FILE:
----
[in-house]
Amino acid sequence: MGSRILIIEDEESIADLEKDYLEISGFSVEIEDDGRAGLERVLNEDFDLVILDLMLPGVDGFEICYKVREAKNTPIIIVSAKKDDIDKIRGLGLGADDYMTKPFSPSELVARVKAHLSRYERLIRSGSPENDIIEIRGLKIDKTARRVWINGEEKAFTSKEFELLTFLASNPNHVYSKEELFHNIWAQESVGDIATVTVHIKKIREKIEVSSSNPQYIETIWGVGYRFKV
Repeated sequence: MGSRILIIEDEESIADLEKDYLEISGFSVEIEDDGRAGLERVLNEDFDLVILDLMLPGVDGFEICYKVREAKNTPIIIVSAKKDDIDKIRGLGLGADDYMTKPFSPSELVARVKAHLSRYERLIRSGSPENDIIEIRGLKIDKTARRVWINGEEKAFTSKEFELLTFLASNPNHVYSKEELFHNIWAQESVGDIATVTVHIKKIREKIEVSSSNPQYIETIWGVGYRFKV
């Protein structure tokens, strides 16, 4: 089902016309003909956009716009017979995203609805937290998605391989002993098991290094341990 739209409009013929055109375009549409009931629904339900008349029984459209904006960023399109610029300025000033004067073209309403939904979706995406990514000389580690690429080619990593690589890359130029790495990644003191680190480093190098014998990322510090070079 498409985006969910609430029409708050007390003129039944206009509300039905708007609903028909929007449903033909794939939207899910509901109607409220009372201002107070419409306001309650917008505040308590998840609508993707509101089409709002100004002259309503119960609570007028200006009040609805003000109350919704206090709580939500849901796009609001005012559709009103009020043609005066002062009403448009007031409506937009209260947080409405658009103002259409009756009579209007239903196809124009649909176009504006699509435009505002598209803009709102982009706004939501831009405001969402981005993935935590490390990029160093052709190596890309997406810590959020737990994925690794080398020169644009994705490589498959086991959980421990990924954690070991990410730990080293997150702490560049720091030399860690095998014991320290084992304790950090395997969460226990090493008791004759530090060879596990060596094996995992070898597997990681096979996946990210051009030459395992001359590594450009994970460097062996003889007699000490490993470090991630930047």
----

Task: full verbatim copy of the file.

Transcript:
[in-house]
Amino acid sequence: MGSRILIIEDEESIADLEKDYLEISGFSVEIEDDGRAGLERVLNEDFDLVILDLMLPGVDGFEICYKVREAKNTPIIIVSAKKDDIDKIRGLGLGADDYMTKPFSPSELVARVKAHLSRYERLIRSGSPENDIIEIRGLKIDKTARRVWINGEEKAFTSKEFELLTFLASNPNHVYSKEELFHNIWAQESVGDIATVTVHIKKIREKIEVSSSNPQYIETIWGVGYRFKV
Repeated sequence: MGSRILIIEDEESIADLEKDYLEISGFSVEIEDDGRAGLERVLNEDFDLVILDLMLPGVDGFEICYKVREAKNTPIIIVSAKKDDIDKIRGLGLGADDYMTKPFSPSELVARVKAHLSRYERLIRSGSPENDIIEIRGLKIDKTARRVWINGEEKAFTSKEFELLTFLASNPNHVYSKEELFHNIWAQESVGDIATVTVHIKKIREKIEVSSSNPQYIETIWGVGYRFKV
């Protein structure tokens, strides 16, 4: 089902016309003909956009716009017979995203609805937290998605391989002993098991290094341990 739209409009013929055109375009549409009931629904339900008349029984459209904006960023399109610029300025000033004067073209309403939904979706995406990514000389580690690429080619990593690589890359130029790495990644003191680190480093190098014998990322510090070079 498409985006969910609430029409708050007390003129039944206009509300039905708007609903028909929007449903033909794939939207899910509901109607409220009372201002107070419409306001309650917008505040308590998840609508993707509101089409709002100004002259309503119960609570007028200006009040609805003000109350919704206090709580939500849901796009609001005012559709009103009020043609005066002062009403448009007031409506937009209260947080409405658009103002259409009756009579209007239903196809124009649909176009504006699509435009505002598209803009709102982009706004939501831009405001969402981005993935935590490390990029160093052709190596890309997406810590959020737990994925690794080398020169644009994705490589498959086991959980421990990924954690070991990410730990080293997150702490560049720091030399860690095998014991320290084992304790950090395997969460226990090493008791004759530090060879596990060596094996995992070898597997990681096979996946990210051009030459395992001359590594450009994970460097062996003889007699000490490993470090991630930047």